Thanksgiving with Dad
The weather Thanksgiving weekend was cold and wet. Stiff wind out of the west, where the rollers come from. Jamie and I decided not to sail to Niagara, but to drive.
We were going to have Thanksgiving Dinner with my widowed 89 year old father at his swank assisted living residence.  We had been to see him the week before on my boat, a 33 foot motor sailer. That visit had excited and encouraged him, and he was looking forward to our return. I could tell when I phoned about an hour out that he was a little disappointed we weren’t on the high seas, as stormy as they were.
When we got up to his room, he was glued to the TV, watching the Steelers get tromped by the Eagles. He waved us distractedly to chairs. I looked over at Jamie. I had warned him dad was deteriorating, not recognizing people, fading in and out, not really there. He said “Just wait a minute until half time. I want to catch up on the scores across the league”. Jamie and I looked at each other again.
With a grunt of satisfaction after the half time update, having seen the Browns leading, he slowly levered himself out of his chair. He might be feeble, but he sure could pay attention when he wanted to, to something that interested him. I gave thanks for football, and that he wasn’t a hockey fan, faced with a lockout.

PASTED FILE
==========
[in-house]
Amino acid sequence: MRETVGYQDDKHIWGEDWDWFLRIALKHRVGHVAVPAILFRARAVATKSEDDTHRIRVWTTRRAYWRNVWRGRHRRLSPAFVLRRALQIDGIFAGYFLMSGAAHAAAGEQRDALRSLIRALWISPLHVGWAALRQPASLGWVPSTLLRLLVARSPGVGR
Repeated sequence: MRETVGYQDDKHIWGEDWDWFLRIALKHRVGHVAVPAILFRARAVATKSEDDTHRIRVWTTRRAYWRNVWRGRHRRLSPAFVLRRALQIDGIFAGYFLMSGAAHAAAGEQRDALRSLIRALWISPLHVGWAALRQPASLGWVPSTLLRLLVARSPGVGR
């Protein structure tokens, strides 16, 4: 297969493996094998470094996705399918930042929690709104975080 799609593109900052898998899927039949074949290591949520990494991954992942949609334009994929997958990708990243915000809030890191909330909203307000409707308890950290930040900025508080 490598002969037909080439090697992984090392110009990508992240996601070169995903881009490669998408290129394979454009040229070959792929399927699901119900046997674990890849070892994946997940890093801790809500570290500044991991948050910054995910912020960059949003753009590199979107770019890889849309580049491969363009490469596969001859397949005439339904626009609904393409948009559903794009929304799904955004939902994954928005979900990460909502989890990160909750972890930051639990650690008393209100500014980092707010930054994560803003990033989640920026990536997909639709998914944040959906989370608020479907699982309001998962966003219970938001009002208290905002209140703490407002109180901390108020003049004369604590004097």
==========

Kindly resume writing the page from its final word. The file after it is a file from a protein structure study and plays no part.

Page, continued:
We took the slow shuffle to the elevator and down to the dining hall, for the late sitting, at 6 PM. Every little old lady coming back from the first sitting said the same thing to dad. “Oh, it’s an awfully big dinner”, knowing my father barely ate.
Salad was goat cheese, strawberries, butter lettuce and strawberry vinaigrette. Very inventive and tasty. I saw why Serenity Towers got such high marks for their food. Dad surprised me by eating the whole thing with his shaky fork.
The Thanksgiving Dinner was next, and it was a heaped plate, so it must have been terrifying to those tiny appetites. It was all first class, home made, turkey, stuffing, Brussels sprouts, roasted yams and cranberry sauce. I cleaned my plate, as did Jamie. Dad called petulantly for butter and when he got it, spread it on his mashed potatoes and gummed a bite. That was all he ate of that lovely dinner.
Dessert was real, home made pumpkin pie (a small slice) and Dad inhaled his. I realized he lived on desserts and condiments, which wasn’t so bad, as long as he lived on something. After dinner, dad carefully put the extra butters in his shirt pocket. He shuffled over to the buffet and cadged a handful of peanut butters and jams which he asked me to take up to his room. I don’t know what he was eating these spreads on, or whether he was just hoarding them, but any interest shown in food is a positive.
Dad’s sharpness continued through dinner. He asked Jamie his whole background, right from when he had met him last 30 years ago (which he remembered). He wanted to know our plans for future cruises. He wanted to know why I wear my hair spiky.
I don’t know what’s got into him, but watching football, fretting over the scores, stealing food, these are all good signs. I drove home to Toronto that night feeling better than I had in ages.